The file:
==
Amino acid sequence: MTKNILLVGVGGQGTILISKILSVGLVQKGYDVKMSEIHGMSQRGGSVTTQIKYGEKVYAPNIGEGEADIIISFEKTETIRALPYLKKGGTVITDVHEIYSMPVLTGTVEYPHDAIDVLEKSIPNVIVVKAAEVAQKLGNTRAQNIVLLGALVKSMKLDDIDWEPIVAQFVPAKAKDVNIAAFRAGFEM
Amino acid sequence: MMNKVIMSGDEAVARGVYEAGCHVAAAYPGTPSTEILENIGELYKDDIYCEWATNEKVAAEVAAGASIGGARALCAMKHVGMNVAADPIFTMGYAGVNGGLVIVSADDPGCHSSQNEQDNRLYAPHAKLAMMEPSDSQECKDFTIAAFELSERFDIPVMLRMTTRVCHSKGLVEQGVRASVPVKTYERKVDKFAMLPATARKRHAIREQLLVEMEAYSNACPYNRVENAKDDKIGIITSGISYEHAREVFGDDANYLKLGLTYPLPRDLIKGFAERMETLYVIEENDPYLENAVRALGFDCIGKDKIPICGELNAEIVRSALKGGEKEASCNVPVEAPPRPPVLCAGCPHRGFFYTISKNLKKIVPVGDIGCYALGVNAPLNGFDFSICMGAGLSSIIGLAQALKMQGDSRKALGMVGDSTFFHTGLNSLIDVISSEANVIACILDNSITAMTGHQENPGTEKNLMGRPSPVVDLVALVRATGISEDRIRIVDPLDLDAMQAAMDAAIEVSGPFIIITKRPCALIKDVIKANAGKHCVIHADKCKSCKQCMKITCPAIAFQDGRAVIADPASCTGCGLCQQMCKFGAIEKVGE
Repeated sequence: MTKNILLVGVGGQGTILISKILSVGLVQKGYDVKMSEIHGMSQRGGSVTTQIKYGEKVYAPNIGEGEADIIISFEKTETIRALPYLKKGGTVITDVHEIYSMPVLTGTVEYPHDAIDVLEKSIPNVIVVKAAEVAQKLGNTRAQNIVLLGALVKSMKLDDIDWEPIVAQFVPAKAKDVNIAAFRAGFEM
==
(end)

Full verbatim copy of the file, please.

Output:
Amino acid sequence: MTKNILLVGVGGQGTILISKILSVGLVQKGYDVKMSEIHGMSQRGGSVTTQIKYGEKVYAPNIGEGEADIIISFEKTETIRALPYLKKGGTVITDVHEIYSMPVLTGTVEYPHDAIDVLEKSIPNVIVVKAAEVAQKLGNTRAQNIVLLGALVKSMKLDDIDWEPIVAQFVPAKAKDVNIAAFRAGFEM
Amino acid sequence: MMNKVIMSGDEAVARGVYEAGCHVAAAYPGTPSTEILENIGELYKDDIYCEWATNEKVAAEVAAGASIGGARALCAMKHVGMNVAADPIFTMGYAGVNGGLVIVSADDPGCHSSQNEQDNRLYAPHAKLAMMEPSDSQECKDFTIAAFELSERFDIPVMLRMTTRVCHSKGLVEQGVRASVPVKTYERKVDKFAMLPATARKRHAIREQLLVEMEAYSNACPYNRVENAKDDKIGIITSGISYEHAREVFGDDANYLKLGLTYPLPRDLIKGFAERMETLYVIEENDPYLENAVRALGFDCIGKDKIPICGELNAEIVRSALKGGEKEASCNVPVEAPPRPPVLCAGCPHRGFFYTISKNLKKIVPVGDIGCYALGVNAPLNGFDFSICMGAGLSSIIGLAQALKMQGDSRKALGMVGDSTFFHTGLNSLIDVISSEANVIACILDNSITAMTGHQENPGTEKNLMGRPSPVVDLVALVRATGISEDRIRIVDPLDLDAMQAAMDAAIEVSGPFIIITKRPCALIKDVIKANAGKHCVIHADKCKSCKQCMKITCPAIAFQDGRAVIADPASCTGCGLCQQMCKFGAIEKVGE
Repeated sequence: MTKNILLVGVGGQGTILISKILSVGLVQKGYDVKMSEIHGMSQRGGSVTTQIKYGEKVYAPNIGEGEADIIISFEKTETIRALPYLKKGGTVITDVHEIYSMPVLTGTVEYPHDAIDVLEKSIPNVIVVKAAEVAQKLGNTRAQNIVLLGALVKSMKLDDIDWEPIVAQFVPAKAKDVNIAAFRAGFEM